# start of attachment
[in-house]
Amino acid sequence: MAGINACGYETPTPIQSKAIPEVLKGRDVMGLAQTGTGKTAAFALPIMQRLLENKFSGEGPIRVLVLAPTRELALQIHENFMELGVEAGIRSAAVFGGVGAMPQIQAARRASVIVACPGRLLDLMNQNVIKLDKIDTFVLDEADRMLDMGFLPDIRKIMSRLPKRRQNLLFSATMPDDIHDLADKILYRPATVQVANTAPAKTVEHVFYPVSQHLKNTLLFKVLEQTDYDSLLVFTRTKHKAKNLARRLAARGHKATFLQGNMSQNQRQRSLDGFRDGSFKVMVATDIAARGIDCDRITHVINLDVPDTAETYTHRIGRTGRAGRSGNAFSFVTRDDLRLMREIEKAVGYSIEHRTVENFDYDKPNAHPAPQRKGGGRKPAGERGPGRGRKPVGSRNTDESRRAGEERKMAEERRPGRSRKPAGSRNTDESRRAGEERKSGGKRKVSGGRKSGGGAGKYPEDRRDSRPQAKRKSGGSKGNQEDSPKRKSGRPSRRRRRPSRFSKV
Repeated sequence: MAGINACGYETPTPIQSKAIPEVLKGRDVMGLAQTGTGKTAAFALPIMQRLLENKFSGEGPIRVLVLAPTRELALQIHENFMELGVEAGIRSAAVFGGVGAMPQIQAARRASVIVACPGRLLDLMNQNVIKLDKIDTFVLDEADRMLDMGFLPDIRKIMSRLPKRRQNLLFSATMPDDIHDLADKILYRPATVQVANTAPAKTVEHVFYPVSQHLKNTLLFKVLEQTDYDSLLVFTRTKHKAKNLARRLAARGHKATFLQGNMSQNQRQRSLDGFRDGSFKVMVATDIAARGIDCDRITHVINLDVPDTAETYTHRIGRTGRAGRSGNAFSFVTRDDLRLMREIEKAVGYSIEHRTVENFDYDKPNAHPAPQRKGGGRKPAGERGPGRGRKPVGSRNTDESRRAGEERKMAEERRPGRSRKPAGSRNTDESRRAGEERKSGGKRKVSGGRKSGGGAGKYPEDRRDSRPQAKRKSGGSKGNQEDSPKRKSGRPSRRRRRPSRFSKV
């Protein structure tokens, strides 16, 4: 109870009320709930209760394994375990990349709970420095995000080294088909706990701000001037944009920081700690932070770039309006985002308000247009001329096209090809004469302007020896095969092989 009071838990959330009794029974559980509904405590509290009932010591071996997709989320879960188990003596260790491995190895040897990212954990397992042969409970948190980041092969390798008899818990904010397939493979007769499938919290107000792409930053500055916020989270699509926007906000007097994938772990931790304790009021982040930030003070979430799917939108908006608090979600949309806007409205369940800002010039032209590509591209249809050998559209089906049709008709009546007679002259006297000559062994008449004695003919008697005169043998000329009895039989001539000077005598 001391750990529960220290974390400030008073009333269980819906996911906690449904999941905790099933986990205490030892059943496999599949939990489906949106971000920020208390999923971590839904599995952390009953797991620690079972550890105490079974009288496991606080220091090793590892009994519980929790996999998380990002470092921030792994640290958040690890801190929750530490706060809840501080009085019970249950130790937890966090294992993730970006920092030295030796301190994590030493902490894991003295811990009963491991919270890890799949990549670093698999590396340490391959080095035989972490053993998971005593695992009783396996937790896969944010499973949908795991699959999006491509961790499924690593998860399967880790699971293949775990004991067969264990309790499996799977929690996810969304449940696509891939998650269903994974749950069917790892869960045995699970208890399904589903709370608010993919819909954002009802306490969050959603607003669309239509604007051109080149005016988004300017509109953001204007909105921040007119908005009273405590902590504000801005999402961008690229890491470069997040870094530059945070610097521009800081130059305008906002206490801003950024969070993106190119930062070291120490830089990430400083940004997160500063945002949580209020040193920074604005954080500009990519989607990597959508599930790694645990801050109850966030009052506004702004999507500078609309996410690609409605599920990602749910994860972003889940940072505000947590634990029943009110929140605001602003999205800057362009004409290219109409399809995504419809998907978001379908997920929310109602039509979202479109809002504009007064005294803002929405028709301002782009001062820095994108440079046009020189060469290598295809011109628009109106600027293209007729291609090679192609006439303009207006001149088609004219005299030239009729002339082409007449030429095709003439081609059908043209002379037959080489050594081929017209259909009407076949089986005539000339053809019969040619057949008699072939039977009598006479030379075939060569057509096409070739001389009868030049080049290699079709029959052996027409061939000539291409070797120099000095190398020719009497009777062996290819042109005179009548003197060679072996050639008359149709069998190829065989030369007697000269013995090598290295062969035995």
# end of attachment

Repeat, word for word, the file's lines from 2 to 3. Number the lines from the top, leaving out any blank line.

Amino acid sequence: MAGINACGYETPTPIQSKAIPEVLKGRDVMGLAQTGTGKTAAFALPIMQRLLENKFSGEGPIRVLVLAPTRELALQIHENFMELGVEAGIRSAAVFGGVGAMPQIQAARRASVIVACPGRLLDLMNQNVIKLDKIDTFVLDEADRMLDMGFLPDIRKIMSRLPKRRQNLLFSATMPDDIHDLADKILYRPATVQVANTAPAKTVEHVFYPVSQHLKNTLLFKVLEQTDYDSLLVFTRTKHKAKNLARRLAARGHKATFLQGNMSQNQRQRSLDGFRDGSFKVMVATDIAARGIDCDRITHVINLDVPDTAETYTHRIGRTGRAGRSGNAFSFVTRDDLRLMREIEKAVGYSIEHRTVENFDYDKPNAHPAPQRKGGGRKPAGERGPGRGRKPVGSRNTDESRRAGEERKMAEERRPGRSRKPAGSRNTDESRRAGEERKSGGKRKVSGGRKSGGGAGKYPEDRRDSRPQAKRKSGGSKGNQEDSPKRKSGRPSRRRRRPSRFSKV
Repeated sequence: MAGINACGYETPTPIQSKAIPEVLKGRDVMGLAQTGTGKTAAFALPIMQRLLENKFSGEGPIRVLVLAPTRELALQIHENFMELGVEAGIRSAAVFGGVGAMPQIQAARRASVIVACPGRLLDLMNQNVIKLDKIDTFVLDEADRMLDMGFLPDIRKIMSRLPKRRQNLLFSATMPDDIHDLADKILYRPATVQVANTAPAKTVEHVFYPVSQHLKNTLLFKVLEQTDYDSLLVFTRTKHKAKNLARRLAARGHKATFLQGNMSQNQRQRSLDGFRDGSFKVMVATDIAARGIDCDRITHVINLDVPDTAETYTHRIGRTGRAGRSGNAFSFVTRDDLRLMREIEKAVGYSIEHRTVENFDYDKPNAHPAPQRKGGGRKPAGERGPGRGRKPVGSRNTDESRRAGEERKMAEERRPGRSRKPAGSRNTDESRRAGEERKSGGKRKVSGGRKSGGGAGKYPEDRRDSRPQAKRKSGGSKGNQEDSPKRKSGRPSRRRRRPSRFSKV